Staff Publications

Staff Publications

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    'Staff publications' is the digital repository of Wageningen University & Research

    'Staff publications' contains references to publications authored by Wageningen University staff from 1976 onward.

    Publications authored by the staff of the Research Institutes are available from 1995 onwards.

    Full text documents are added when available. The database is updated daily and currently holds about 240,000 items, of which 72,000 in open access.

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    We will mail you new results for this query: keywords==European beech
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BeechCOSTe52 Database
Robson, Matthew T. ; Garzón, Marta Benito ; Miranda, Ricardo Alia ; Bogdan, Saša ; Borovics, Attila ; Božič, Gregor ; Brendel, Oliver ; Clark, Jo ; Vries, S.M.G. de - \ 2018
genetic trial - European beech - tree height - leaf phenology - mortality - provenance test
The BeechCOSTe52 includes phenotypic trait measurements from individual trees measured in an international network of provenance tests compiled by the COST Action E52 (2006 – 2010). It comprises 39 trial sites and 217 provenances covering the distribution of European beech (Fagus sylvatica L.). The BeechCOSTe52 database provides individual tree phenotypic measurements of height, diameter at breast height, basal diameter, mortality, spring and autumn leaf phenology.
Climate threats on growth of rear-edge European beech peripheral populations in Spain
Dorado-Liñán, I. ; Akhmetzyanov, L. ; Menzel, A. - \ 2017
International Journal of Biometeorology 61 (2017)12. - ISSN 0020-7128 - p. 2097 - 2110.
Climate change - European beech - Peripheral populations - Rear edge - Tree growth
European beech (Fagus sylvatica L.) forests in the Iberian Peninsula are a clear example of a temperate forest tree species at the rear edge of its large distribution area in Europe. The expected drier and warmer climate may alter tree growth and species distribution. Consequently, the peripheral populations will most likely be the most threatened ones. Four peripheral beech forests in the Iberian Peninsula were studied in order to assess the climate factors influencing tree growth for the last six decades. The analyses included an individual tree approach in order to detect not only the changes in the sensitivity to climate but also the potential size-mediated sensitivity to climate. Our results revealed a dominant influence of previous and current year summer on tree growth during the last six decades, although the analysis in two equally long periods unveiled changes and shifts in tree sensitivity to climate. The individual tree approach showed that those changes in tree response to climate are not size dependent in most of the cases. We observed a reduced negative effect of warmer winter temperatures at some sites and a generalized increased influence of previous year climatic conditions on current year tree growth. These results highlight the crucial role played by carryover effects and stored carbohydrates for future tree growth and species persistence.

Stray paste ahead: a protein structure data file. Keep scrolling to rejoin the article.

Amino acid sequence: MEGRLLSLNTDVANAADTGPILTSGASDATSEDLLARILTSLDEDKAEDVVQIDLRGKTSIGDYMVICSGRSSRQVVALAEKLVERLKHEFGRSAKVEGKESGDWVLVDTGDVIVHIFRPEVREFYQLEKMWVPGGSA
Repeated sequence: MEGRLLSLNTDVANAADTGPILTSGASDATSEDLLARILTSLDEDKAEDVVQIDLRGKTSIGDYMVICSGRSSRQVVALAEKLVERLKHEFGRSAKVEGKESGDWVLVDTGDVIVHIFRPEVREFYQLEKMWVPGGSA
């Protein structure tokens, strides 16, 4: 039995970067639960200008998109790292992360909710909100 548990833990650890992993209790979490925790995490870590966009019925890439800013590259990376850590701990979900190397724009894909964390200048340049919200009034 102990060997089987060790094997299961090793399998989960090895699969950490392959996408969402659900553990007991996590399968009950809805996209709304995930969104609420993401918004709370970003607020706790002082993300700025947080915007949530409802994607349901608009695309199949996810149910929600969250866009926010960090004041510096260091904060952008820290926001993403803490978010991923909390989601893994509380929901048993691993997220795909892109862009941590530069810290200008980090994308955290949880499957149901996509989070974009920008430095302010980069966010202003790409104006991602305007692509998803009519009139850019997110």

Influence of climate drivers and the North Atlantic oscillation on beech growth at marginal sites across the mediterranean
Chen, K. ; Dorado-Liñán, I. ; Akhmetzyanov, L. ; Gea-Izquierdo, G. ; Zlatanov, T. ; Menzel, A. - \ 2015
Climate Research 66 (2015)3. - ISSN 0936-577X - p. 229 - 242.
European beech - Fagus sylvatica - Mediterranean basin - North atlantic oscillation - Summer drought - Tree rings

European beech Fagus sylvatica L. represents one of the most commercially and ecologically important forest tree species in Europe. The study of climate-growth relationships may provide relevant information to assist projections of future species' distribution as well as forest management strategies. In this study, 9 European beech stands were selected at the rear edges of the species' distribution across an east-west gradient in the Mediterranean Basin (MB).Most of the tree-ring chronologies reached back more than a century; however we investigated the common period 1950-2012 in order to avoid past intensive management activities at some sites. The influences of temperature and precipitation on tree growth as well as their geographical patterns were investigated. Furthermore, the influence of the dominant atmospheric circulation pattern, the North AtlanticOscillation (NAO), was also assessed. The results reveal that tree growth in stands located in the western MB are limited by the combined influences of summer temperature and precipitation while stands located in central and eastern MB are mainly limited by summer temperature and show consistent lag effects on growth. The dry conditions prevailing during positive phases of the winter NAO have exerted a significant negative influence at sites located in western and central MB for the last 6 decades. However, the significance of NAO influence has generally decreased from western to eastern MB during recent decades. The results also provide evidence for the existence of carry-over effects that may be essential for the persistence and survival of some of these marginal populations.

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